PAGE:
Tunbridge Wells Grammar School for Boys

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Tunbridge Wells Grammar School for Boys
TWGSB Crest.png
St John's Road

, ,

Coordinates 51°09′N 0°16′E / 51.15°N 0.26°E / 51.15; 0.26Coordinates: 51°09′N 0°16′E / 51.15°N 0.26°E / 51.15; 0.26
Type Grammar school
Motto Faber est quisque suæ fortunæ
("Every man is the maker of his own fortune")
Established 1956
Local authority Kent
Department for Education URN 118790 Tables
Ofsted Reports
Chair of Governors Dr Philip Drew
Headteacher Amanda Simpson
Gender Boys only from years 7–11. Boys and girls in the Sixth form
Age 11 to 18
Enrolment 1,194
Houses 6
Colour(s) Maroon and gold
Publication Eclectics

Tunbridge Wells Grammar School for Boys, also known as Tunbridge Wells Boys' Grammar School, TWGSB or "Tech", is a community grammar school located in Royal Tunbridge Wells, Kent, England.

Founded as a technical school in 1956, TWGSB became a grammar school in 1982. It is a state school, and one of the largest of the remaining grammar schools in England.[1]

The school has over 1,200 pupils ranging from 11 to 18 years of age, and more than 100 staff members. Entrance is selective, with pupils falling within the top thirty per cent band of ability upon entrance.[1] Prospective students are required to take the 11-plus to gain a place.

Tunbridge Wells Grammar School for Boys has a mixed sixth form. A minimum of 48 points across all GCSE's and a 5 in English Language and Maths is required and although priority for places is given to TWGSB students, the school welcomes applications from both boys and girls from other schools.

Headteacher, John Harrison retired in December 2016 after 10 years at the helm. Simon Marsh became acting headteacher and was followed as headteacher by the appointment of Amanda Simpson.[2]

Academic standards

The school offers a broad range of subjects right through to A2-level. Seventy five to eighty five per cent of pupils remain at the school and study A-levels after taking GCSEs.[3]

TWGSB became a Humanities College in September 2007.[3] This meant that the school received additional funding from central government for three different areas:

  • A one-off amount to support a Capital Project.
  • Additional recurring funding based on the number of pupils to support in school developments.
  • Additional recurring funding based on the number of pupils to support community developments.

Following their inspection on 30 April – 1 May 2008, Ofsted rated the school's overall effectiveness as Good, Grade 2 on a four-point scale. The effectiveness of the sixth form was also rated as Good. In their report Ofsted said "This is a good and improving school; it is well led and provides students with good standards of education, guidance and care.... Students make good progress from their starting points to achieve high standards. ... Teaching is good overall and sometimes outstanding... but there is more work to do in developing a common approach so that best practice is shared in a systematic way... an effective and hard-working senior leadership team.... There is variation in the quality of leadership at some levels; this is evident in the unevenness of students' performance across subjects, particularly at Key Stage 4 and in the sixth form."[4]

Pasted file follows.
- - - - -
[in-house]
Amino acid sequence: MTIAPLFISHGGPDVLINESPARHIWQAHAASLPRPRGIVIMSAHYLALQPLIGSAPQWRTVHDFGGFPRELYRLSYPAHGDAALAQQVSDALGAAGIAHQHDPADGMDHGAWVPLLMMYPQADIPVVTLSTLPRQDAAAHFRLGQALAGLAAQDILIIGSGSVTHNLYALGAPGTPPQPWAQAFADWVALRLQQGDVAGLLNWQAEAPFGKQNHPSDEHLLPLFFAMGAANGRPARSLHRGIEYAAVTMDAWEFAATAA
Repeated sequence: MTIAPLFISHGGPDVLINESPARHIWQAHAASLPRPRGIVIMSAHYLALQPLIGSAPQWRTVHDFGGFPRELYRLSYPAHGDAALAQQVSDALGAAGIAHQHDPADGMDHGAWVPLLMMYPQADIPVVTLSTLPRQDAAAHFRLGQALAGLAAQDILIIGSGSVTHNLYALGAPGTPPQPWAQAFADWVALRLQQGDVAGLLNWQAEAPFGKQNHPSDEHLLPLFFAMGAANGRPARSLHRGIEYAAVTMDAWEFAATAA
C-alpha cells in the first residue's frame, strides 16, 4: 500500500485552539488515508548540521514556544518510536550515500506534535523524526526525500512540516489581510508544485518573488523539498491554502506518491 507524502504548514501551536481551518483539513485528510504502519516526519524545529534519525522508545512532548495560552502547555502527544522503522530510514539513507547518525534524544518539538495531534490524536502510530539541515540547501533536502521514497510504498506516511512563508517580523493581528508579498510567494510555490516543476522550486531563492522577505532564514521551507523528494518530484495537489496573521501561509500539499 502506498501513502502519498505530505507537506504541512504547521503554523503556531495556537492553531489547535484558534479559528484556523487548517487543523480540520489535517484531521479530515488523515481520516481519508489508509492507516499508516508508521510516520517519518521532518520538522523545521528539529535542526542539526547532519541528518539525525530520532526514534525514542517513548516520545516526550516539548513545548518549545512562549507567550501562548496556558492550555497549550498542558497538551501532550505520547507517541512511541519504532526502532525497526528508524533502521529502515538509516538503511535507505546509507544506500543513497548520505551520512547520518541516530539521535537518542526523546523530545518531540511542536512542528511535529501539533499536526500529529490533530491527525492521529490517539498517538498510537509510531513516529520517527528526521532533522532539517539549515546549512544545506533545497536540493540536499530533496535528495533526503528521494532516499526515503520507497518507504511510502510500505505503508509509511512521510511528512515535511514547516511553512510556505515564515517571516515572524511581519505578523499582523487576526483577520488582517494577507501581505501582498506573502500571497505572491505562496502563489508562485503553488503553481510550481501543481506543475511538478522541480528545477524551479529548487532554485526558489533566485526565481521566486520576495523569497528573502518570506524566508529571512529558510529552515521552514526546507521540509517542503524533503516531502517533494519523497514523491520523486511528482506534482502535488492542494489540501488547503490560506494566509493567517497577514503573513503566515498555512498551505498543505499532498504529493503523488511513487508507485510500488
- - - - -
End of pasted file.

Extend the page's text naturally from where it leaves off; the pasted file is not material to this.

School identity

The school's Latin motto, Faber est quisque suæ fortunæ, means "Every man is the maker of his own fortune". The school has a strict uniform policy, which involves the use of a "uniform and conduct card". Students are required to have this card with them at all times. However this is mainly prevalent in the lower years, from Year 9 onwards rarely being used by teachers or students. Every time the student violates the code of conduct, the card is signed by a member of staff (or sixth form). In theory failure to produce the card results in an immediate after-school detention, but this very rarely happens, with teachers tending to be lenient if the student is not a repeat offender. The official school hymn, Jerusalem, was traditionally sung on the afternoons of the individual year group award ceremonies but this practice has been rarely observed since 2006 (when John Harrison became headteacher).